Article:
Marriage Counseling Insights brought to you by California Psychotherapeutic Resources, Inc.
In the early stages of a relationship, mutual attraction can drive the entire process. If you’ve read about the chemistry of infatuation, then you realize that you’re not entirely in conscious control of your emotions or actions. That’s okay — that’s the process where you get to know your potential partner and begin to explore the deeper issues of shared values.
But there can be times when you get ahead of yourself and commit while you’re still being influenced by some fundamental drives. That’s not a problem if you’re prepared to step back, reevaluate and even end the relationship if necessary. A problem may arise when you try to fix the relationship before it’s even developed. Writing for Psychology Today, Yvonne Castaneda looks at a typical situation and says that, “Soon enough, most of your sentences begin with ‘Don’t forget to…’ or ‘Remember that you need to…’ and although you started off with a great deal of patience, you see that none of your efforts are working. Your partner’s still doing the same annoying things, and now you’re annoyed, angry, and frustrated because they don’t appreciate how much you’re trying to help them. After all, isn’t that what love is all about? Coaching our partners and helping them to be better versions of themselves?”
Actually, the polite answer is, no — that’s not what a mature relationship is all about. If any of this rings true, then it’s probably a good idea to dig in and see why any of this resonates with you, and it’s probably a bit complex. That may begin with thinking back to your childhood. Castaneda reflects on the problem, saying “If you always slip into a pattern of ‘raising’ your partner, consider that maybe you saw the same dynamic playing out in the relationship between your parents. Having been modeled for you for all of your childhood, it may have registered as the normal, healthy dynamic between two people who love each other.”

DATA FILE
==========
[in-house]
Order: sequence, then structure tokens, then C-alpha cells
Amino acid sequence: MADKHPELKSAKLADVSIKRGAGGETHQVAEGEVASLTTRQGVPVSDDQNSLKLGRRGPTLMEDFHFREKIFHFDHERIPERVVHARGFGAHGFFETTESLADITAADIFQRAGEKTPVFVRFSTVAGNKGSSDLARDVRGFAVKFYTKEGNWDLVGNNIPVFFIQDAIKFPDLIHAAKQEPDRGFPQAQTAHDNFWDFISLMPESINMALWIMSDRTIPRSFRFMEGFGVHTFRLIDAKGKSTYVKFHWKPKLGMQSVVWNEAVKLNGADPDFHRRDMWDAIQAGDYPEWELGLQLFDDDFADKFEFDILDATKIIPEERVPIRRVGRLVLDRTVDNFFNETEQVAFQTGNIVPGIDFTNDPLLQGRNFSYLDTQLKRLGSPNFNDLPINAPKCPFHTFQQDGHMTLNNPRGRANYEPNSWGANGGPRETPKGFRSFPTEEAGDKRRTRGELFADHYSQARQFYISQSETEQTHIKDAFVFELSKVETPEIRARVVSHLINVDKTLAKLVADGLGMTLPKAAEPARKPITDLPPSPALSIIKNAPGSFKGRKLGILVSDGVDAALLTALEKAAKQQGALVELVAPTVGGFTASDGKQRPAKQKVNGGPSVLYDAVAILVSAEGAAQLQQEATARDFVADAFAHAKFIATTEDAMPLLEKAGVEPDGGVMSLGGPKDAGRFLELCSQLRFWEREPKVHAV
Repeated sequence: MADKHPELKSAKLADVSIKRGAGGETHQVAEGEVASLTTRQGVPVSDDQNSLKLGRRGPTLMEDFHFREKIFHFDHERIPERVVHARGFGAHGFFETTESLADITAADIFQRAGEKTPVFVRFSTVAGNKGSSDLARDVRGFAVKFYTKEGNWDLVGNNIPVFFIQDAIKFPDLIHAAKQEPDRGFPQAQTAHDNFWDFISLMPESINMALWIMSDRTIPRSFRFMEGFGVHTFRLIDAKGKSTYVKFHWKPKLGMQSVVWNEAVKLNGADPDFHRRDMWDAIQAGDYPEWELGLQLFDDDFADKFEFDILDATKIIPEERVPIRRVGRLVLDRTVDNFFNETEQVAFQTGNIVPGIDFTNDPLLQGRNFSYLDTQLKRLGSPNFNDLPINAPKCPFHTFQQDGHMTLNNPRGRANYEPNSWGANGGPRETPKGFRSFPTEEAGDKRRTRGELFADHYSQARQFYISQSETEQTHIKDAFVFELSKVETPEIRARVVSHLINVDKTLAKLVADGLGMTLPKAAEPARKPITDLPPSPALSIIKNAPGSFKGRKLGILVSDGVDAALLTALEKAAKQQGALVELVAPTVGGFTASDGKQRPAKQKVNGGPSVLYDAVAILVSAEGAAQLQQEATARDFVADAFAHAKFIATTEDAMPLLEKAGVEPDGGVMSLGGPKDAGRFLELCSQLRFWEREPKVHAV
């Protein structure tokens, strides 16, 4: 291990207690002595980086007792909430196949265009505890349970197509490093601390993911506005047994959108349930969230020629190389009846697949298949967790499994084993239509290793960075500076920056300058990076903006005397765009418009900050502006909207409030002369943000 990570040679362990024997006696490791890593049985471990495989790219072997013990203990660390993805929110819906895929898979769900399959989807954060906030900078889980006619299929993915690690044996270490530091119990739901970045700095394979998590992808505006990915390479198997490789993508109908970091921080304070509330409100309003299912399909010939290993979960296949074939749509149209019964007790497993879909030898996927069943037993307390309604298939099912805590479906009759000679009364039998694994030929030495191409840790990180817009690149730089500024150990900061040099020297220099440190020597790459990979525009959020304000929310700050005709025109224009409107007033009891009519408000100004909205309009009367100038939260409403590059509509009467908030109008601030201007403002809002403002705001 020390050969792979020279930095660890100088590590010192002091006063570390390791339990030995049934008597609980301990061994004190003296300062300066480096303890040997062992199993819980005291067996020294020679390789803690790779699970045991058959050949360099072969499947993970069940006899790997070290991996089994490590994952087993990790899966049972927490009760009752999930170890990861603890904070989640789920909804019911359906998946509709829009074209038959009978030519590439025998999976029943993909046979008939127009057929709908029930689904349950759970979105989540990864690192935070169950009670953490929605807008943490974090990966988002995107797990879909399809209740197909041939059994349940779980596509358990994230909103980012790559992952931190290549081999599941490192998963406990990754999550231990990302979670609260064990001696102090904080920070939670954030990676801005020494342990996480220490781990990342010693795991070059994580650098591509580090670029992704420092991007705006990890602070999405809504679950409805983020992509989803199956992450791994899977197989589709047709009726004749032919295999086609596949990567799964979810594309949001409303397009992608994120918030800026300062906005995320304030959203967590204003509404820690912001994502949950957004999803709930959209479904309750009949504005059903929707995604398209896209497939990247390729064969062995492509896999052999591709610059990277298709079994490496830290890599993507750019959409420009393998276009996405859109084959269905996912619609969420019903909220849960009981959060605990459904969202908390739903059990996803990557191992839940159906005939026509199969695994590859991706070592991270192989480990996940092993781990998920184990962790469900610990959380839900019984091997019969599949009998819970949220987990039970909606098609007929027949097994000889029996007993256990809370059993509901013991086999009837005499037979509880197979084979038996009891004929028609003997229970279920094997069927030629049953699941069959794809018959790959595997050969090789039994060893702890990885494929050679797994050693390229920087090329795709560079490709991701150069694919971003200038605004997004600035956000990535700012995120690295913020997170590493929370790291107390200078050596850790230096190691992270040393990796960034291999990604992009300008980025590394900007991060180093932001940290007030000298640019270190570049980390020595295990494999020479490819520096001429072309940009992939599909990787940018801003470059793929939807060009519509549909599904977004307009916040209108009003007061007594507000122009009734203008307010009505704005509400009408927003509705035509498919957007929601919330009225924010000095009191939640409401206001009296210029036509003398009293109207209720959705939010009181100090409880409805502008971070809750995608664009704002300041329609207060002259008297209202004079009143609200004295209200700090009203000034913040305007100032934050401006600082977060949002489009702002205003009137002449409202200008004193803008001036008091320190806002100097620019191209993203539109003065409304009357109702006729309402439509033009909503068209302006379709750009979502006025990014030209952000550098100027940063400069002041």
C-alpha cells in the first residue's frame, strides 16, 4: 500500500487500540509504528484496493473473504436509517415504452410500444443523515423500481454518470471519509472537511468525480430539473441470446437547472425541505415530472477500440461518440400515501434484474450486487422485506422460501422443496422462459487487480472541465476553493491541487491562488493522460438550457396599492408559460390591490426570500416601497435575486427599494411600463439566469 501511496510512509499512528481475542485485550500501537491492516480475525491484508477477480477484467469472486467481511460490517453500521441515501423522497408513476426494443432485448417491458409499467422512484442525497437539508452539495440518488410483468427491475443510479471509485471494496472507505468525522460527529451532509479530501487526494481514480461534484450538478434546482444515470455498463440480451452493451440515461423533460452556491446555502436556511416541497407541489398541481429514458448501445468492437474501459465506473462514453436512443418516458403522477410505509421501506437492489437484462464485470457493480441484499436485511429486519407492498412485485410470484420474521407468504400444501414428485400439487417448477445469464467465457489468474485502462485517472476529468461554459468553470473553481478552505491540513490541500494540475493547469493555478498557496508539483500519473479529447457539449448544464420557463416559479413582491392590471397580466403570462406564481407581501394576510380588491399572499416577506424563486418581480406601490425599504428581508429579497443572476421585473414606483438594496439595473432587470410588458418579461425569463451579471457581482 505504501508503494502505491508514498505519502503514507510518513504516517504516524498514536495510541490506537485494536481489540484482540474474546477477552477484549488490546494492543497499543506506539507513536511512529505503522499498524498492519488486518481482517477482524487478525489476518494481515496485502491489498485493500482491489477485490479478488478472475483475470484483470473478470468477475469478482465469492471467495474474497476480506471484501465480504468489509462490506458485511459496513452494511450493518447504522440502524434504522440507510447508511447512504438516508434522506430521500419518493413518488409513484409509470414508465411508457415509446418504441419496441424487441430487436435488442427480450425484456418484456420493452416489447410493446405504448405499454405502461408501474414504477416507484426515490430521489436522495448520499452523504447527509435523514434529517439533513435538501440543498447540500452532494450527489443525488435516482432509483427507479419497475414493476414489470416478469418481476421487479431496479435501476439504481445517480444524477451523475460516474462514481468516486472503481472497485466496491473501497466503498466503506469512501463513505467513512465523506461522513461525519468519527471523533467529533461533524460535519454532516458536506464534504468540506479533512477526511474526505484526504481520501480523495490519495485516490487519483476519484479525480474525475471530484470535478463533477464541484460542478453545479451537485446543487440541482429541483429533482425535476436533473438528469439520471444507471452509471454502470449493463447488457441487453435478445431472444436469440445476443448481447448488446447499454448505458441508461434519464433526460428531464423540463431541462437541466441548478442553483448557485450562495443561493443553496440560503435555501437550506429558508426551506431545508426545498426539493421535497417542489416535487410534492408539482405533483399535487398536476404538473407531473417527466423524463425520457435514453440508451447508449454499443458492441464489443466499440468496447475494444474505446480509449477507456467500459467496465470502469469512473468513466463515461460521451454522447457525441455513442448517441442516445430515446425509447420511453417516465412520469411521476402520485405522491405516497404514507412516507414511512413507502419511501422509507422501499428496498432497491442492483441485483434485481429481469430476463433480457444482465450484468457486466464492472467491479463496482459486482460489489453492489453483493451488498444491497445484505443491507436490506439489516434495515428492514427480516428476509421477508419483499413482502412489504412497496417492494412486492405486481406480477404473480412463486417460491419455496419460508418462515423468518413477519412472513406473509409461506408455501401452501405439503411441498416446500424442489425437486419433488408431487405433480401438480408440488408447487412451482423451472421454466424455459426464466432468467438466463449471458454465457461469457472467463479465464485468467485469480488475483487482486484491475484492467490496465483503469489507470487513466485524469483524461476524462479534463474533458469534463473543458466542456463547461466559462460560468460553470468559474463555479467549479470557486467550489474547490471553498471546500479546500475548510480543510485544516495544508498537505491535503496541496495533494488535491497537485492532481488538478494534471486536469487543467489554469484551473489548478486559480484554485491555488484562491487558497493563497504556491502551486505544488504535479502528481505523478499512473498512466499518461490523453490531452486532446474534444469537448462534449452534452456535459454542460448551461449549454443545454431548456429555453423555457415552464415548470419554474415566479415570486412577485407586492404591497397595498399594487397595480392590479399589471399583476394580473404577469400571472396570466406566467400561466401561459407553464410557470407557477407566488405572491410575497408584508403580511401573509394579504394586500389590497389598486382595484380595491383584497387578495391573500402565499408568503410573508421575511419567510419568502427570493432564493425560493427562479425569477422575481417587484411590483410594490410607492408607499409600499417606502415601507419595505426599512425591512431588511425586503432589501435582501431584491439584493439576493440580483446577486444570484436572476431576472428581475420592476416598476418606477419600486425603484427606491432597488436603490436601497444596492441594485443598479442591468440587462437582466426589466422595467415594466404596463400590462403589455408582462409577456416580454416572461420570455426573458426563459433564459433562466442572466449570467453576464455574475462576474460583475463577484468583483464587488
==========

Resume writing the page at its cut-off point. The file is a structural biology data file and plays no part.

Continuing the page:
“Raising” your partner certainly may have side effects, beginning with a serious drain on your sex life. “When you channel all of your energy toward making sure your partner is improving, changing, progressing, and growing,” writes Castaneda, “you run the risk of forgetting two important factors: They never asked you for help, and they managed to survive before they met you. Rather than change and grow, they remain firmly entrenched in their ways, and you end up feeling exhausted, frustrated, resentful, and worst of all, unappreciated. This is not a recipe for an active sex life.”
If you identify with this scenario, there are some steps you can take to not only save the relationship but help it thrive. Castaneda says to:
- Make a decision as to whether or not you really want to stay in your relationship.
- Focus on yourself.
- Relinquish control.
- Be a team, not adversaries.
For a full discussion of these insights, read Castaneda’s full article here.